Here, atomic force microscopy (AFM) was used to help us measure the changes during hADSc chondrogenic differentiation. As a very high-resolution type of scanning probe microscopy, AFM has provided a new opportunity to detect morphology and cellular membrane for single cells in fluid at nanoscale. Meanwhile, the system of single-molecule force spectroscopy (SMFS) combined by atomic force microscopy (AFM) was used to measure ligand–receptor binding on the living cells. The system of SMFS was more sensitive to the changes of receptors in cellular membrane, and the images of binding force were visualized. In this work, integrin β1 ligand–receptor binding was probed by integrin β1-functionalized AFM tips. Applying AFM, chondrogenic differentiation was found to change hADSc cell shape and to increase cellular roughness. This application provided a method by which to assess chondrogenic differentiation by direct measurement of integrin β1 ligand–receptor interactions and cell surface ultrastructure alteration, improving cell surface investigation and screening at a visualized way. Chondrogenic differentiation changes membrane composition and structure, as well as intracellular cytoskeletal interactions. These changes in cellular morphology, ultrastructure, and ligand–transmembrane receptor binding serve as useful markers for the evaluation of chondrogenic-differentiation mechanisms.


Cell Culture and Reagents

For this investigation, cells were isolated from three surgical patients (mean age 20 years) as described previously [13]. Informed consents were obtained from all patients. Ethics approval for this study was obtained from the First Affiliated Hospital of Jinan University (supplement form). Cells were maintained in basal medium, which included low-glucose Dulbecco’s Modified Eagle’s Medium (DMEM, Life Technologies, CA, USA) supplemented with 10% heat-inactivated fetal bovine serum (FBS, Life Technologies, CA, USA), 100 units/ml penicillin (Life Technologies, CA, USA), 100 μg/ml streptomycin (Life Technologies, CA, USA), 0.11 mg/ml sodium pyruvate (Life Technologies, CA, USA), and L-glutamine (Life Technologies, CA, USA). Cells were maintained at 37 °C in a humidified incubator containing 5% CO2 with medium changed every 3 days.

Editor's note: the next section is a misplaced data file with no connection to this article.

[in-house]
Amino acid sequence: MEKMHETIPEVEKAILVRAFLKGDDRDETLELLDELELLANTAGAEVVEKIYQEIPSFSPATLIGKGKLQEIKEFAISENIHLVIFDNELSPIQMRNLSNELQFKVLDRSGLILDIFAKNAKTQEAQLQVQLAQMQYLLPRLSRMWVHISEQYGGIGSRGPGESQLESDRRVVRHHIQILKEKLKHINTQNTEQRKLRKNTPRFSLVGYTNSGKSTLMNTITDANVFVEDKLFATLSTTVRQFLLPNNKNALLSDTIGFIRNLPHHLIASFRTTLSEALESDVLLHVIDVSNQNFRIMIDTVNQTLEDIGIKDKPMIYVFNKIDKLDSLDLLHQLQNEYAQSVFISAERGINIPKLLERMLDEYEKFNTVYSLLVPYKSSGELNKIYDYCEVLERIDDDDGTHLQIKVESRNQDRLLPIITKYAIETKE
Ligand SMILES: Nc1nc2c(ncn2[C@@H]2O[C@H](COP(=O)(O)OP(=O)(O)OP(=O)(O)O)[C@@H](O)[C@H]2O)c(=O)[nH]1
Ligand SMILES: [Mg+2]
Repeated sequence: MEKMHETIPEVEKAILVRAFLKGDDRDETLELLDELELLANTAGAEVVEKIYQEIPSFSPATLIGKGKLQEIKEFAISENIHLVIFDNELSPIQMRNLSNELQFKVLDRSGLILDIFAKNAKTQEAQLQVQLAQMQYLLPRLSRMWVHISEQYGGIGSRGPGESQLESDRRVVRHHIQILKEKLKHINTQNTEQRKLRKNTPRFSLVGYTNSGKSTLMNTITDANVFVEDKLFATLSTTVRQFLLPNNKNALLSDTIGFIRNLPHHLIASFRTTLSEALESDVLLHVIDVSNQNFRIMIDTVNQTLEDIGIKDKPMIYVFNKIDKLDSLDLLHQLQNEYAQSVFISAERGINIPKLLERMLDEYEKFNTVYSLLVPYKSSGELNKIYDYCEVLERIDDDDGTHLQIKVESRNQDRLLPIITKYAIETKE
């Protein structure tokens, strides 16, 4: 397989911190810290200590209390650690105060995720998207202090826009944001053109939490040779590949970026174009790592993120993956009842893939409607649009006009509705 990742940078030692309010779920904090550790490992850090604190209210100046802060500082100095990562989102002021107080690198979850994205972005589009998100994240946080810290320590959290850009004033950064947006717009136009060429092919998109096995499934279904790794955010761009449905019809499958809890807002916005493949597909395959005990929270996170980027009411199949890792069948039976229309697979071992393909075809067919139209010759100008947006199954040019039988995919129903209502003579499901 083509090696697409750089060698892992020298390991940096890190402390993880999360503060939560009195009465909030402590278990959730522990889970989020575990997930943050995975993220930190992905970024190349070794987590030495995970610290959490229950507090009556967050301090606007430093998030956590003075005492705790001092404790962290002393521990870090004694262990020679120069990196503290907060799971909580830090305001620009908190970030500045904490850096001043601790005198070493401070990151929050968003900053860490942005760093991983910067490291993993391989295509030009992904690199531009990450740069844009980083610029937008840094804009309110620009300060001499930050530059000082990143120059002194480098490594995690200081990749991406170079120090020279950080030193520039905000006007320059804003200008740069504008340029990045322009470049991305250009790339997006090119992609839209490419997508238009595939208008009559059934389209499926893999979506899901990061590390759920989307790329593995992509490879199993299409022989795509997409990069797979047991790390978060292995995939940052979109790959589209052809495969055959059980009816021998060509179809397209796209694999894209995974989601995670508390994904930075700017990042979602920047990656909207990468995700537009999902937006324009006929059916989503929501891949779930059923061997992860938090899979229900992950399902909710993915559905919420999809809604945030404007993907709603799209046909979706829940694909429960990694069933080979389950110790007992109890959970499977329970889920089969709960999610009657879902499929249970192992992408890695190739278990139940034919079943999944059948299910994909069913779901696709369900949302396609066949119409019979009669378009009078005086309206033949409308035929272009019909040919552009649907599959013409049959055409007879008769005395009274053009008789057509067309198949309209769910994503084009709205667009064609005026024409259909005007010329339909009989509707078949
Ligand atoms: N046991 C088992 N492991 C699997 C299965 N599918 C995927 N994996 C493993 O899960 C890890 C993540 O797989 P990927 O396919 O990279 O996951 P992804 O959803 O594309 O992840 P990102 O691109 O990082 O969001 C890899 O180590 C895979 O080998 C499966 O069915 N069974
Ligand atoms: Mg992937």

In Vitro Differentiation

For chondrogenic induction, fourth- to eighth-passage hADSc were seeded at a high-cell density (2 × 105/10 ml) and cultured in chondrogenic medium containing DMEM/F12 supplemented with 1% FBS, 1% Insulin-Transferrin-Selenium (ITS) + supplement (Cyagen, Guangzhou, China), 10 ng/ml transforming growth factor-beta1 (TGF-β1) (Peprotech, Rocky Hill, New Jersey, USA), 100 ng/ml insulin-like growth factors-1 (IGF-1) (Peprotech, Peprotech, Rocky Hill, New Jersey, USA), 10-7 M dexamethasone (Sigma, St. Louis, MO, USA), and 50 μg/ml ascorbic acid (Sigma, St. Louis, MO, USA). The medium was changed every 2 days with TGF-β1 and IGF-1 freshly added. Chondrogenesis was assessed by alcian blue and toluidine blue staining.

To induce osteogenic and adipogenic differentiation, fourth- to eighth-passage cells were treated with the osteogenic and adipogenic medium for 2 weeks, respectively. Osteogenic medium consisted of DMEM supplemented with 10-7 M dexamethasone (Sigma, St. Louis, MO, USA), 50 μg/ml ascorbic acid (Sigma, St. Louis, MO, USA), and 10 mmol/l β-glycerol phosphate (Sigma, St. Louis, MO, USA). Osteogenesis was assessed by alizarin red staining.

Adipogenic medium consisted of DMEM supplemented with 0.5 mmol/l 3-isobutyl-1-methylxanthine (IBMX) (Sigma, St. Louis, MO, USA), 1 μmol/l hydrocortisone (Sigma, St. Louis, MO, USA), 0.1 mmol/l indomethacin (Sigma, St. Louis, MO, USA). Adipogenic differentiation was evaluated by Oil Red O staining.

Identification of hADSc Surface Antigens by Flow Cytometry

The hADSCs were digested with trypsin and then rinsed twice with DMEM, prior to re-suspension at a cell density of 2 × 107 cells/ml. The cell suspension (50 μl; 1 × 106 cells) was added to 1.5 ml epoxy epoxide tubes and then incubated with anti-CD34, anti-CD44, anti-CD45, anti-CD73, anti-CD90, anti-CD106, anti-HLA-DR, and anti-CD105 antibodies for 20 min at 37 °C in the dark. The anti-CD34, anti-CD44, and anti-CD45 were obtained from CST (Beverly, MA, USA); other antibodies were obtained from Abcam (Cambridge, MA, USA). Then, the cell suspension was centrifuged at × 500g for 5 min, followed by removal of the supernatant and resuspension of the cells in 200 μl of Stain Buffer. All steps were repeated twice prior to analysis by flow cytometry.

Immunoblotting Analysis (IB)

Cells were collected for immunoblotting as described previously [14]. The primary antibodies used were anti-β-catenin (ab32572), anti-integrin β1 (ab30394), and anti-collagen II (ab34712), obtained from Abcam (Cambridge, MA, USA). Anti-β-actin (8H10D10, 1:2000), anti-GSK-3β (27C10, 1:1000), and anti-SOX (92G2, 1:1000) were obtained from Cell Signaling Technology (CST, Beverly, MA, USA). Secondary HRP-conjugated antibodies (1:1000–1:3000) were purchased from CST.